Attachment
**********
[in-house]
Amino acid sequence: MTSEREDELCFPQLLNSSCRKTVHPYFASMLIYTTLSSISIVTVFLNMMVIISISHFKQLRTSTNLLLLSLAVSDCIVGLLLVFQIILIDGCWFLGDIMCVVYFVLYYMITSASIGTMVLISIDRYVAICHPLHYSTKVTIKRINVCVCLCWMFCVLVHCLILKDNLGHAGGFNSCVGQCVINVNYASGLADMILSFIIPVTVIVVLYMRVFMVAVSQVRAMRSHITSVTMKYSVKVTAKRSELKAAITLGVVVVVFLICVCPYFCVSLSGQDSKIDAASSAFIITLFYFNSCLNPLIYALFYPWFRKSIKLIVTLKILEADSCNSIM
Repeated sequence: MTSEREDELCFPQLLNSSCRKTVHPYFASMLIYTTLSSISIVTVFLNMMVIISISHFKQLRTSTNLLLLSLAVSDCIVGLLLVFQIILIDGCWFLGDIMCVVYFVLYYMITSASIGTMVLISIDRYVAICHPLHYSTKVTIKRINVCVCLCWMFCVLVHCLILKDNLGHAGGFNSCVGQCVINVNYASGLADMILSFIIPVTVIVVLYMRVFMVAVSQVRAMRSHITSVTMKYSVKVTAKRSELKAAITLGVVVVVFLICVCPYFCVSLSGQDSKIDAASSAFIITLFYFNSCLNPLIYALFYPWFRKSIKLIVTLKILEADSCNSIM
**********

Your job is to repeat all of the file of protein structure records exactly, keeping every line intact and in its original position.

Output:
[in-house]
Amino acid sequence: MTSEREDELCFPQLLNSSCRKTVHPYFASMLIYTTLSSISIVTVFLNMMVIISISHFKQLRTSTNLLLLSLAVSDCIVGLLLVFQIILIDGCWFLGDIMCVVYFVLYYMITSASIGTMVLISIDRYVAICHPLHYSTKVTIKRINVCVCLCWMFCVLVHCLILKDNLGHAGGFNSCVGQCVINVNYASGLADMILSFIIPVTVIVVLYMRVFMVAVSQVRAMRSHITSVTMKYSVKVTAKRSELKAAITLGVVVVVFLICVCPYFCVSLSGQDSKIDAASSAFIITLFYFNSCLNPLIYALFYPWFRKSIKLIVTLKILEADSCNSIM
Repeated sequence: MTSEREDELCFPQLLNSSCRKTVHPYFASMLIYTTLSSISIVTVFLNMMVIISISHFKQLRTSTNLLLLSLAVSDCIVGLLLVFQIILIDGCWFLGDIMCVVYFVLYYMITSASIGTMVLISIDRYVAICHPLHYSTKVTIKRINVCVCLCWMFCVLVHCLILKDNLGHAGGFNSCVGQCVINVNYASGLADMILSFIIPVTVIVVLYMRVFMVAVSQVRAMRSHITSVTMKYSVKVTAKRSELKAAITLGVVVVVFLICVCPYFCVSLSGQDSKIDAASSAFIITLFYFNSCLNPLIYALFYPWFRKSIKLIVTLKILEADSCNSIM